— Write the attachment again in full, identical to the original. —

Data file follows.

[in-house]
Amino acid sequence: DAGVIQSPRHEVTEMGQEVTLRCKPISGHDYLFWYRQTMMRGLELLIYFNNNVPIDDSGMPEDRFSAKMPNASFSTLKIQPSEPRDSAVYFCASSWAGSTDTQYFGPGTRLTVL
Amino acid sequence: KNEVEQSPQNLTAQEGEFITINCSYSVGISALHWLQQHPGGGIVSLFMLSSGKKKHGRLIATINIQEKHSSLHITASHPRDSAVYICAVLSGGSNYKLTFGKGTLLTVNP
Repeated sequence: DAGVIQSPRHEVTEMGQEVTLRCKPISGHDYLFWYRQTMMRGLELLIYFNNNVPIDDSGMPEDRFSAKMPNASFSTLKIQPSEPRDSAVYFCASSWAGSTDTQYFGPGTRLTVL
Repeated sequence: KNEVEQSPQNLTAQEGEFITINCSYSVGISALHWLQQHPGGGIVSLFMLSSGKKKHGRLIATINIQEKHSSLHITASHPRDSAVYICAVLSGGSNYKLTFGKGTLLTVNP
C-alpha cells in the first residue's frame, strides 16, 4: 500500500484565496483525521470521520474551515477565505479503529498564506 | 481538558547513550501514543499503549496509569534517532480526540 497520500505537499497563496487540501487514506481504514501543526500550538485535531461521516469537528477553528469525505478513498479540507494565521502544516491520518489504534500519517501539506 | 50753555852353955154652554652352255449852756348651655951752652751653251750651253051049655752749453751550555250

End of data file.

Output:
[in-house]
Amino acid sequence: DAGVIQSPRHEVTEMGQEVTLRCKPISGHDYLFWYRQTMMRGLELLIYFNNNVPIDDSGMPEDRFSAKMPNASFSTLKIQPSEPRDSAVYFCASSWAGSTDTQYFGPGTRLTVL
Amino acid sequence: KNEVEQSPQNLTAQEGEFITINCSYSVGISALHWLQQHPGGGIVSLFMLSSGKKKHGRLIATINIQEKHSSLHITASHPRDSAVYICAVLSGGSNYKLTFGKGTLLTVNP
Repeated sequence: DAGVIQSPRHEVTEMGQEVTLRCKPISGHDYLFWYRQTMMRGLELLIYFNNNVPIDDSGMPEDRFSAKMPNASFSTLKIQPSEPRDSAVYFCASSWAGSTDTQYFGPGTRLTVL
Repeated sequence: KNEVEQSPQNLTAQEGEFITINCSYSVGISALHWLQQHPGGGIVSLFMLSSGKKKHGRLIATINIQEKHSSLHITASHPRDSAVYICAVLSGGSNYKLTFGKGTLLTVNP
C-alpha cells in the first residue's frame, strides 16, 4: 500500500484565496483525521470521520474551515477565505479503529498564506 | 481538558547513550501514543499503549496509569534517532480526540 497520500505537499497563496487540501487514506481504514501543526500550538485535531461521516469537528477553528469525505478513498479540507494565521502544516491520518489504534500519517501539506 | 50753555852353955154652554652352255449852756348651655951752652751653251750651253051049655752749453751550555250